Hinoki False Cypress
By Eric Larson
Our plant is a great evergreen accent in the small garden. One of the challenges or ‘opportunities’ in garden design has to do with winter interest: how do you keep your garden looking good and interesting even when it’s blowing snow and ice sideways and the only adventurous beings are the birds who have no choice?
Once you start considering, there are a whole list of attributes to consider: berries or seed pods (as in Hollies and others); form such as grasses, yucca and contorted filbert; exfoliating bark such as Stewartia, Paper-bark Maples and others; plants that feed winter-resident birds; and evergreens. Our plant combines being evergreen with an interesting form.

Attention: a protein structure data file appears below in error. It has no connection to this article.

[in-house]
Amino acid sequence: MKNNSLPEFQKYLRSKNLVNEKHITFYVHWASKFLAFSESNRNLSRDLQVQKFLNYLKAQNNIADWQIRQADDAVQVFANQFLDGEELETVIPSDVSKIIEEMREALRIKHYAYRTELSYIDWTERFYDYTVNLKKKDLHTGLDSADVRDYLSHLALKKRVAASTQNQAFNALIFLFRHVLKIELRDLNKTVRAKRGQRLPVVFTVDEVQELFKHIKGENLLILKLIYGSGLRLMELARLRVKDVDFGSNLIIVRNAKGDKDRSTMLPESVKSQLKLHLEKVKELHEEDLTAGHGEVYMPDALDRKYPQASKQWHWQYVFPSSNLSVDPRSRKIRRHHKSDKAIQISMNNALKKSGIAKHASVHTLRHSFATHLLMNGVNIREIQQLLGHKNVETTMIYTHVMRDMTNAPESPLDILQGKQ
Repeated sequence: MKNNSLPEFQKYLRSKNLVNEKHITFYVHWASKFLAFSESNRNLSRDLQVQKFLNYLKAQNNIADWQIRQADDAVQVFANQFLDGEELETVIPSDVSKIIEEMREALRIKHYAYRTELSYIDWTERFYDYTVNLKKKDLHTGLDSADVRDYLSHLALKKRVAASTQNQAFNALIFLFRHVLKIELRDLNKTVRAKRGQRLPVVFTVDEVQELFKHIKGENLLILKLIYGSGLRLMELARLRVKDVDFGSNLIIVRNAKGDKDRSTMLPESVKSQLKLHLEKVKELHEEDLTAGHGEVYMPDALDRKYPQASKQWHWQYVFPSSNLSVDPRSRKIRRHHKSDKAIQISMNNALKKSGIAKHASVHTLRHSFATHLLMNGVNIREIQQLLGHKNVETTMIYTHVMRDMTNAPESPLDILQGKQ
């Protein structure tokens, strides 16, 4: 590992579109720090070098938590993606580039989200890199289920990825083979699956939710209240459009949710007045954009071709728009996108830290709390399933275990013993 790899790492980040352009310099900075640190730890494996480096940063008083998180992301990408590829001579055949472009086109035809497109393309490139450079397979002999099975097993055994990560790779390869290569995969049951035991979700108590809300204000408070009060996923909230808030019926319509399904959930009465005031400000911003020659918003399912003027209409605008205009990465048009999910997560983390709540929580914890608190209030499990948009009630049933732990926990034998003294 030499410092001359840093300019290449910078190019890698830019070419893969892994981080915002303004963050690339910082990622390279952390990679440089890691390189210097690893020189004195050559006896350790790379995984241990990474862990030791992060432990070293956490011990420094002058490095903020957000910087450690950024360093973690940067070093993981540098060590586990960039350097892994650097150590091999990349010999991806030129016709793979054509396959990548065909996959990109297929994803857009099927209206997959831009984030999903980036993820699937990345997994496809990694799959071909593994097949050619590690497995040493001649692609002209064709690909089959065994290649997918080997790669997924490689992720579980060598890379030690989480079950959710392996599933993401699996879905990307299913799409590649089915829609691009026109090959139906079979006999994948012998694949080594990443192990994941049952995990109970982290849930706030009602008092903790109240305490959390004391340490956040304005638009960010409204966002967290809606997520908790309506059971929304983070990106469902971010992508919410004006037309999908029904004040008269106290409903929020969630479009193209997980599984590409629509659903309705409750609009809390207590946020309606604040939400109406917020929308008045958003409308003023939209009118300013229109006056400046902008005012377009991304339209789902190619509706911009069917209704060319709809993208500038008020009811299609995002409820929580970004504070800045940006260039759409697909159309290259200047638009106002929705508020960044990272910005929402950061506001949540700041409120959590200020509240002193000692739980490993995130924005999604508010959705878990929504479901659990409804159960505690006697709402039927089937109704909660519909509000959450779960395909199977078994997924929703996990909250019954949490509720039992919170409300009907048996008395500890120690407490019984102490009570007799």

The cupped-shape leaf-clusters and stem ends are a wonderful catcher’s mitt for the snow as the image below only begins to illustrate (sorry for the poor photo). This tough plant prefers full sun, well drained but moist soil of an acid or neutral pH and some protection from drying winter winds, although ours do well in a pretty exposed spot. Sometimes I have seen bagworms on these plants, but their small size facilitates hand removal. Other than that pest, these lovely little plants are trouble-free. C. obtusa ‘Nana gracilis’ grows slowly to six feet, although I have seen some even larger. Ours growing in pots have found their natural size limit at about two feet and change. They do well in pots, can be used as accents, in the shrub border or even as a small hedge.